“The Foreign Affairs, Defence and Trade Select Committee report on closer economic relations with Australia has been described as ‘much too rosy’ by Green MP Keith Locke in his minority report.
“There was too little consideration of the downsides of CER and how New Zealand should deal with them in this committee,” said Mr Locke.
“The committee agreed that CER had provided trade opportunities for New Zealand, but I argued it hasn’t been a level playing field. Bigger Australian firms, often supported by state subsidies, have taken a big chunk of the New Zealand market.
“Australia has taken over many New Zealand firms and there has been a shift in production facilities and head offices to Australia. One of the big problems faced by the inquiry was the lack of data and academic studies on these downsides,” he said.
“An economic merger, in the form of an Australia New Zealand Economic Community promoted in the report, would favour Australian over New Zealand interests. For example, a common stock market would see smaller New Zealand firms marginalised. Any moves to a common currency (favoured but not formally supported by the committee) could undermine our sovereignty and leave our economy at the mercy of fluctuations in the larger Australian economy.
“The Australians thought we were suckers to give away our right to have local content quota on cultural products under the General Agreement on Trade in Services (GATS) and the Select Committee wimped out when it came to properly addressing this problem.
Mr Locke supported those submitters who proposed compulsory New Zealand quotas for the audio-visual and music industries. Otherwise New Zealand runs the risk of being swamped by overseas music and TV, including that from Australia.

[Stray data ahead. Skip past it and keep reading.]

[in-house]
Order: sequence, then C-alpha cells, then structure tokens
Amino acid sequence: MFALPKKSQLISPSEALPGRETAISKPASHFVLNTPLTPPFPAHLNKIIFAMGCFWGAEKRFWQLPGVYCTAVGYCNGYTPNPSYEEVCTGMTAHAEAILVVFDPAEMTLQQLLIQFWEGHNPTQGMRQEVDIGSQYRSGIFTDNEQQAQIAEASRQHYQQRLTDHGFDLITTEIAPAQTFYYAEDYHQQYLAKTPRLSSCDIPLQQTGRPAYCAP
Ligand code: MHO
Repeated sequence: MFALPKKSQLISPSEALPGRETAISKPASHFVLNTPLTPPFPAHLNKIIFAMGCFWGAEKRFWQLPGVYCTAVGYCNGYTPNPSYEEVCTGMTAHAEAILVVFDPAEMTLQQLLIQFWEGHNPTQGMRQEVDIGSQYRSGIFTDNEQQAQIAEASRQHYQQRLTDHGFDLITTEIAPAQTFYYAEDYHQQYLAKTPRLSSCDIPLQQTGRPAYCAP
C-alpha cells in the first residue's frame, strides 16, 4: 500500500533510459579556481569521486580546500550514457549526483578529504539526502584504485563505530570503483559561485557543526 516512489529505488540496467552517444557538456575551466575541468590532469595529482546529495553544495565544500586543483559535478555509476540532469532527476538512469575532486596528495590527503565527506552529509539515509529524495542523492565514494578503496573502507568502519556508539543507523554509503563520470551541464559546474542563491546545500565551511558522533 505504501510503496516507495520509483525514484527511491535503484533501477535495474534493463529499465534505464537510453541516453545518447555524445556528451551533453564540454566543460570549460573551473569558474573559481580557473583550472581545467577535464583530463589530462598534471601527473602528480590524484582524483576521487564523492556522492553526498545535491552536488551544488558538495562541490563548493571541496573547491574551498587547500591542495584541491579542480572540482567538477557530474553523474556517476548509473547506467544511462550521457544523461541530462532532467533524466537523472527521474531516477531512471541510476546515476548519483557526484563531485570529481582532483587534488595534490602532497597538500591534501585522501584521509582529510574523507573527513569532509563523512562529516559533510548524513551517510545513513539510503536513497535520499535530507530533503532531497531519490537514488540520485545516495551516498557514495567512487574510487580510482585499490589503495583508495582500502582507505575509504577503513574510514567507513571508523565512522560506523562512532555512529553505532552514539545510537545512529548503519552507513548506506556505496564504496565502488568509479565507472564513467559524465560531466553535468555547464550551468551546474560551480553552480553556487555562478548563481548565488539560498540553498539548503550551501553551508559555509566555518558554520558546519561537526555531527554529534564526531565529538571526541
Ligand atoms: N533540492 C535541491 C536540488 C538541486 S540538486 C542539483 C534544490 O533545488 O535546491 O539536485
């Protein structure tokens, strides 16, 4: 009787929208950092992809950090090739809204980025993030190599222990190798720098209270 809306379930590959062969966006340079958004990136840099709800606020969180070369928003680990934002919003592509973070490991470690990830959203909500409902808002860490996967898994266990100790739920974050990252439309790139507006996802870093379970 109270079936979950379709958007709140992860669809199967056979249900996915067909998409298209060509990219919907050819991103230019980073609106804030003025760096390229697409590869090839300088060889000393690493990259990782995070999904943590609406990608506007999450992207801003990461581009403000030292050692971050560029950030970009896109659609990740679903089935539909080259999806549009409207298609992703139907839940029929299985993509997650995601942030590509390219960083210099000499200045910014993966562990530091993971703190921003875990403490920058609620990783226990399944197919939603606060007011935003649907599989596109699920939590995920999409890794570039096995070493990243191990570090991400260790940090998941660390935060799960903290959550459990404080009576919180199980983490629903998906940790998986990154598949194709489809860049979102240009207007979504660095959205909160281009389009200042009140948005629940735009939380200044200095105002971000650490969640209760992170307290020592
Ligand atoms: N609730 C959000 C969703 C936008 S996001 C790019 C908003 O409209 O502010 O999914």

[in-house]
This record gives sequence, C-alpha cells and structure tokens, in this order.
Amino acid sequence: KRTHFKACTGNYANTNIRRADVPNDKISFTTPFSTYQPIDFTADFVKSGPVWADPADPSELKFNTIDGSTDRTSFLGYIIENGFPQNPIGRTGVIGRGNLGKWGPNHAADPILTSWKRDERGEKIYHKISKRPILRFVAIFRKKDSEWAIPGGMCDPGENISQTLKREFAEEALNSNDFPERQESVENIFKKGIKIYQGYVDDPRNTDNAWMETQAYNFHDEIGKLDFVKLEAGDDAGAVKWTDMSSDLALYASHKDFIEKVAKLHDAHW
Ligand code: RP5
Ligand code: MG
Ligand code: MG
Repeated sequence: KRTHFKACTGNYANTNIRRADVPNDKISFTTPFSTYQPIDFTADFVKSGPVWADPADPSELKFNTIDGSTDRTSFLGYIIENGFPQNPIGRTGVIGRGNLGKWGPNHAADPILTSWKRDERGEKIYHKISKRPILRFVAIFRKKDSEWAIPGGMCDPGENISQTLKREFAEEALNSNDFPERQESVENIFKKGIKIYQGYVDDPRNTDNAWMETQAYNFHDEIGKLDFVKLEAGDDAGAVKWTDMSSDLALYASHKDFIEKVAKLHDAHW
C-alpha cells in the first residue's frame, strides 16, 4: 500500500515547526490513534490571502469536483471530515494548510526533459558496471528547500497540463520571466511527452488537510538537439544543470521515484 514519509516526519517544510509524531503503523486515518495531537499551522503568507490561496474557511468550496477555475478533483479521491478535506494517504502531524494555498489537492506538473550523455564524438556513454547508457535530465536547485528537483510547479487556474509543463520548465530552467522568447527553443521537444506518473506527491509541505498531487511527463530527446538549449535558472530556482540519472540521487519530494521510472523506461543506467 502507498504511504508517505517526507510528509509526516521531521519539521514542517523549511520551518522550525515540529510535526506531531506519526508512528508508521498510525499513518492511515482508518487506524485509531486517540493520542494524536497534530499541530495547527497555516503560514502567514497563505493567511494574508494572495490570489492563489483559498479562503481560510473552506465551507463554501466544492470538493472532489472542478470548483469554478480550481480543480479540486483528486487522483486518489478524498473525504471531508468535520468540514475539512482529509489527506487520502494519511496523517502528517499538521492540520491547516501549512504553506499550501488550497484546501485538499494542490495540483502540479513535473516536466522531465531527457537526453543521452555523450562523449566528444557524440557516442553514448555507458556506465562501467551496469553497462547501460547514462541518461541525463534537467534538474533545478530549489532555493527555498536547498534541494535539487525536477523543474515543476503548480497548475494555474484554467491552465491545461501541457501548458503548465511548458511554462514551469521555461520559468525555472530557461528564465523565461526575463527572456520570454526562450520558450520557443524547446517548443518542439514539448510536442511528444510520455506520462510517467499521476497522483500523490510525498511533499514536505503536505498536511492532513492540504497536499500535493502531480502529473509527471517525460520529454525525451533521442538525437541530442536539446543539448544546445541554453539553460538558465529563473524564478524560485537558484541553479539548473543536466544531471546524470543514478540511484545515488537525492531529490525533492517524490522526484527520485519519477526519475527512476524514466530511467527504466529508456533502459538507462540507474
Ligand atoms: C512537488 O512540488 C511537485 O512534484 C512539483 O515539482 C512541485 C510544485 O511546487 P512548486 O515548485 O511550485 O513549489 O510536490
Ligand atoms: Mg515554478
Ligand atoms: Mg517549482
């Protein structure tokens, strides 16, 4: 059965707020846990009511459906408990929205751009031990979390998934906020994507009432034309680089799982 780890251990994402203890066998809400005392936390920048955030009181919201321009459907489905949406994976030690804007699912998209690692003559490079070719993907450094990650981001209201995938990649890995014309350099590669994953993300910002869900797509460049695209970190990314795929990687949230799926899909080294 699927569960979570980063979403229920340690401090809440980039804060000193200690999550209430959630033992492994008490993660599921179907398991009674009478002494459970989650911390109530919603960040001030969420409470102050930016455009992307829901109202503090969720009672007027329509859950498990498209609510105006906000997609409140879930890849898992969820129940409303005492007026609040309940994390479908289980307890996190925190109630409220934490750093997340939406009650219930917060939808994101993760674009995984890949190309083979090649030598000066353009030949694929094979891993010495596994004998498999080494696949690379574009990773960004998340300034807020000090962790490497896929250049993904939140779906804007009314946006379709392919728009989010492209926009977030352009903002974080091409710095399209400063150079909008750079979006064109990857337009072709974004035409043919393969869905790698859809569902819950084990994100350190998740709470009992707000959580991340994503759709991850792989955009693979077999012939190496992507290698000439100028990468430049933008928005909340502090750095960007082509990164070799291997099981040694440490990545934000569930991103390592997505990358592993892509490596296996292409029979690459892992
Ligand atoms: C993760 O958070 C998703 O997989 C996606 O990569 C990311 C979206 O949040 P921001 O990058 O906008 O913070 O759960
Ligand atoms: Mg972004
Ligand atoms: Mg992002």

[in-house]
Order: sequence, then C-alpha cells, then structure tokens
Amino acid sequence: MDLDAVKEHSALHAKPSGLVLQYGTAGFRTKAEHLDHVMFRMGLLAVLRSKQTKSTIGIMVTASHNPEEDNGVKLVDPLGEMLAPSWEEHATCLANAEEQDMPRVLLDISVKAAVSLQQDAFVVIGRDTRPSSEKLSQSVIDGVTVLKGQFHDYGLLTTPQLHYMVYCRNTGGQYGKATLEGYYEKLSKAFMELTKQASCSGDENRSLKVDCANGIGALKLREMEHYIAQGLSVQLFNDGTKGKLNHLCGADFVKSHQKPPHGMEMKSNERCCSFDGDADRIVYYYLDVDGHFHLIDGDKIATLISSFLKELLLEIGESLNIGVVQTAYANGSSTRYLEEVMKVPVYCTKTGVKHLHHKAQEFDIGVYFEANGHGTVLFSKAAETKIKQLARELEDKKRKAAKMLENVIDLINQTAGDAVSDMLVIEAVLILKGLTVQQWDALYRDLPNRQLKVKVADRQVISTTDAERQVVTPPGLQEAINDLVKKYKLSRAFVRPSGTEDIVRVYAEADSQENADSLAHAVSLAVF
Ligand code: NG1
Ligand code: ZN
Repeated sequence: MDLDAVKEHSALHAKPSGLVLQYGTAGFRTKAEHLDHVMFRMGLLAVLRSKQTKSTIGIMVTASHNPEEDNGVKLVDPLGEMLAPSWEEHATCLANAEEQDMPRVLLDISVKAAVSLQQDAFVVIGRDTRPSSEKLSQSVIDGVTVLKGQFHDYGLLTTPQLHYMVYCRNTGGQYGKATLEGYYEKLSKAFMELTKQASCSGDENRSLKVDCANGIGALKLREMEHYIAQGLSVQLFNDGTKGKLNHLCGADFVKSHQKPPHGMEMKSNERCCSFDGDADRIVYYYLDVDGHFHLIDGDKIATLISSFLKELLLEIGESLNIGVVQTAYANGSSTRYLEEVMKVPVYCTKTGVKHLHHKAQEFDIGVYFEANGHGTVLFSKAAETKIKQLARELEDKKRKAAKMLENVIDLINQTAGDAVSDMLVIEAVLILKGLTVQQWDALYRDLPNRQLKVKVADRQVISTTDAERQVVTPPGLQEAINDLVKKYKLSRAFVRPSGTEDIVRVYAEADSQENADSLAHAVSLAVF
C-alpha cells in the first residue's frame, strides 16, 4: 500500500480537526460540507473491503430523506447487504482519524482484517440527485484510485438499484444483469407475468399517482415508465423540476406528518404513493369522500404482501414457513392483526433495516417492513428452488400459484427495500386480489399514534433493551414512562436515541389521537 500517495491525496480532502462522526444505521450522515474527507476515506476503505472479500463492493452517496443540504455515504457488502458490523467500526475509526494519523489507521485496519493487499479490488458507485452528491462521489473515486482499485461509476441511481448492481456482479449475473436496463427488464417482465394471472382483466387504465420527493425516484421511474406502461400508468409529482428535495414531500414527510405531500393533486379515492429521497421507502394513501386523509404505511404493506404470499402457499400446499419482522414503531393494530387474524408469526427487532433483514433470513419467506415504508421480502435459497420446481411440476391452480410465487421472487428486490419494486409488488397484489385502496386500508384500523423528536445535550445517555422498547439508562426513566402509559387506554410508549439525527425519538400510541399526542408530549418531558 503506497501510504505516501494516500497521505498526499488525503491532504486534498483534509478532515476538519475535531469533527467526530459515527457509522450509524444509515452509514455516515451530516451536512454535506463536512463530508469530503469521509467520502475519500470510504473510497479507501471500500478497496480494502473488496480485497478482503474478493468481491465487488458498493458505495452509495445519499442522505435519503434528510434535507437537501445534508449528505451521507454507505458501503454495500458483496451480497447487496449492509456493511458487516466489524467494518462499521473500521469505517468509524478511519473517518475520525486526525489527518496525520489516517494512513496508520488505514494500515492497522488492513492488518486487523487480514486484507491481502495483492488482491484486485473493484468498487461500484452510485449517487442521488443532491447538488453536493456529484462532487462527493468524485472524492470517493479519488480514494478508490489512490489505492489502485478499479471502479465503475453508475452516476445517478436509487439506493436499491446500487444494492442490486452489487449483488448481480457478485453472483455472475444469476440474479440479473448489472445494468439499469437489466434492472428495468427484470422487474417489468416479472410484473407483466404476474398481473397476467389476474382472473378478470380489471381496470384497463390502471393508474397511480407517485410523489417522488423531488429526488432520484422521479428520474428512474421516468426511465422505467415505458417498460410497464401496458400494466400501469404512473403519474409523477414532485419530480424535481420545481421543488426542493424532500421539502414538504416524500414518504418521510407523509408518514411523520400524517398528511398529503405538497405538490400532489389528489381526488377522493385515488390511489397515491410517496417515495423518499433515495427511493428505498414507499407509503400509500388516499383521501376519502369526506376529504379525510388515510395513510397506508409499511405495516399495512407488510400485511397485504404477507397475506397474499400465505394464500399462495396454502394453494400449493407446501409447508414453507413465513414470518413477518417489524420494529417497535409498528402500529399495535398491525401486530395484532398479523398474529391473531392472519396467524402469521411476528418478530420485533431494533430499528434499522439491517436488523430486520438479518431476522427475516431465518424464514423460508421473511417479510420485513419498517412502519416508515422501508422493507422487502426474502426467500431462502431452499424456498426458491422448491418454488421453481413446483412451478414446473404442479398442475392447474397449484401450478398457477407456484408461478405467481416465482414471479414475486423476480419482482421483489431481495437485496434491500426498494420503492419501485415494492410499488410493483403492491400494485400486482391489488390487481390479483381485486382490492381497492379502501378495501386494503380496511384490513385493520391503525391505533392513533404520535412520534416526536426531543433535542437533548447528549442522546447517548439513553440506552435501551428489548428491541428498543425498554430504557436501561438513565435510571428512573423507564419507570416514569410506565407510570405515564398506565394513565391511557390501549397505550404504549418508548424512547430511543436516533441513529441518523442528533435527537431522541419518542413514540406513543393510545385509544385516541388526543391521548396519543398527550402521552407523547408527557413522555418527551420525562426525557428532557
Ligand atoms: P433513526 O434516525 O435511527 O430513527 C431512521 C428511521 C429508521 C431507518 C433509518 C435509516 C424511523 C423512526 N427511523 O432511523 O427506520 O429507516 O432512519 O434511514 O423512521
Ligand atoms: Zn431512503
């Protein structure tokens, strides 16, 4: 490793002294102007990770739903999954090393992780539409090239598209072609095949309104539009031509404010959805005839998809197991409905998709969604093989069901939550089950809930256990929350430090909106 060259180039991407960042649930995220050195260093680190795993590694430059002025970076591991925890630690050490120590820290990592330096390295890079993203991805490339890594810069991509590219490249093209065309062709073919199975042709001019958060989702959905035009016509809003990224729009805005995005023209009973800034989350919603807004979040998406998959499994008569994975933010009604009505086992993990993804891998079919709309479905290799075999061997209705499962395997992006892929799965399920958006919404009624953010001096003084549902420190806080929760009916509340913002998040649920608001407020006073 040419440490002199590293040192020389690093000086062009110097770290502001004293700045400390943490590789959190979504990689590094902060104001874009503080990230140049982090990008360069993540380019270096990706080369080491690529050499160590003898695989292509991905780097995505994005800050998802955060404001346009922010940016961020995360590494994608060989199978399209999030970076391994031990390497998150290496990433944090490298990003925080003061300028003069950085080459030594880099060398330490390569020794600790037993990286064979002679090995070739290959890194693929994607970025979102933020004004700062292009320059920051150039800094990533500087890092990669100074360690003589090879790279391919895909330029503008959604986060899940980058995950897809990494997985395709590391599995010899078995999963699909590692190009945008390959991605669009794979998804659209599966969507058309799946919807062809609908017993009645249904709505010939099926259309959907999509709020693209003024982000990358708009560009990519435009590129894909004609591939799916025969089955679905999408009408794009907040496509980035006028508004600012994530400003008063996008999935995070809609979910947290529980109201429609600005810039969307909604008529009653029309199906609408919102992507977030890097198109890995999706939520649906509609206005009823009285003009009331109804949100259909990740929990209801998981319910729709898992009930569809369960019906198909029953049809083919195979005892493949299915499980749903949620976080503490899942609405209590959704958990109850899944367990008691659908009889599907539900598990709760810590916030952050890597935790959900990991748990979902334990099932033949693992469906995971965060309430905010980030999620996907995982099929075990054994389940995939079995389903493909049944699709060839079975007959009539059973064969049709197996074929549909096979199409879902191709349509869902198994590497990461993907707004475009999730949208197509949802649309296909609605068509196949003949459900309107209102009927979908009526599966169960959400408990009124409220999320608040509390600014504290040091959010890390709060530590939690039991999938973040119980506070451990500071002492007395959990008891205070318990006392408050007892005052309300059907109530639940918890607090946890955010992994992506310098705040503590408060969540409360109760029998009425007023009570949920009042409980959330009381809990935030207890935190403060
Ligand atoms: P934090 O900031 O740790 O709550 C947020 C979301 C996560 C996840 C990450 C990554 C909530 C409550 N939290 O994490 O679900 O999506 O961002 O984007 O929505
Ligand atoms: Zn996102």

“We should also actively lobby during GATS negotiations for excluding cultural services from trade rules,” he said.
“Australia is doing much better than us with a ‘Buy Australia’ campaign saving about one billion dollars a year on imports. We should imitate that with an active ‘Buy New Zealand’ policy. Rather than just attack Australia’s industry assistance policies we should try to coordinate assistance so that New Zealand firms are not disadvantaged.
“We don’t support CER being used to promote free trade agreements in Hong Kong and beyond. The Singapore agreement has hardly been a success. Singapore exporters are already trying to bring in low-wage clothing products which don’t comply with the agreement’s local content rules,” he said.
Mr Locke said the Greens support closer relations with Australia, but this should involve trade unions, cultural bodies and the voluntary sector, and not just the collaboration between governments and the business sector.
“We think a Cabinet portfolio on the Relationship with Australia shouldn’t be narrowly focused on economic integration,” he said.
“New Zealand has been relegated to the status of an Australian State as under the Australia / New Zealand Food Authority (ANZFA) arrangement. That produces significant problems for New Zealand, as we have seen during the debate over GE labelling. Extra New Zealand representation in Australian State capitals is not the answer. The Australian Commonwealth government must be told to uphold New Zealand’s rights under CER.
“We can’t assume New Zealand is going down the same track as Australia. New Zealand has diverged from Australia over defence, immigration and climate change, and Kiwis have been discriminated against in recent social welfare changes in Australia.
“Any idea we have to ‘fit in’ with Australia will undermine our sovereignty and harm New Zealand’s interests,” said Mr Locke.